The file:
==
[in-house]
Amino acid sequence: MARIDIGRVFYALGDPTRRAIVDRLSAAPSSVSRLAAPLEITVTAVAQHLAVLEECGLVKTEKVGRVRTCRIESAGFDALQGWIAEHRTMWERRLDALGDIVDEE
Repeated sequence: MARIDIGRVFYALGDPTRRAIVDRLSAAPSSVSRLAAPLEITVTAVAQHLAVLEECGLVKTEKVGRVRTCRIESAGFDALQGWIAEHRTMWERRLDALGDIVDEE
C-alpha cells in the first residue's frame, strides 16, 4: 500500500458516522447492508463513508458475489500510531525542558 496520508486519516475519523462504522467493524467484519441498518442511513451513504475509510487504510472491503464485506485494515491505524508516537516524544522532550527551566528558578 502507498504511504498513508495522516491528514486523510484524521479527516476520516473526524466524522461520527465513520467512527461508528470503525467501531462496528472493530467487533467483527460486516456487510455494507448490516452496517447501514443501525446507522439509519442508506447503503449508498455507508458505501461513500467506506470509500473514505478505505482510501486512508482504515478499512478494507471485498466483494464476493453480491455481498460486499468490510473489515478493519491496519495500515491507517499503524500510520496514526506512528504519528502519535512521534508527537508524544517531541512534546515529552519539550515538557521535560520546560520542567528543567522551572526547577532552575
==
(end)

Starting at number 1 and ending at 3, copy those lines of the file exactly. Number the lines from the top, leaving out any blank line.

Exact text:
[in-house]
Amino acid sequence: MARIDIGRVFYALGDPTRRAIVDRLSAAPSSVSRLAAPLEITVTAVAQHLAVLEECGLVKTEKVGRVRTCRIESAGFDALQGWIAEHRTMWERRLDALGDIVDEE
Repeated sequence: MARIDIGRVFYALGDPTRRAIVDRLSAAPSSVSRLAAPLEITVTAVAQHLAVLEECGLVKTEKVGRVRTCRIESAGFDALQGWIAEHRTMWERRLDALGDIVDEE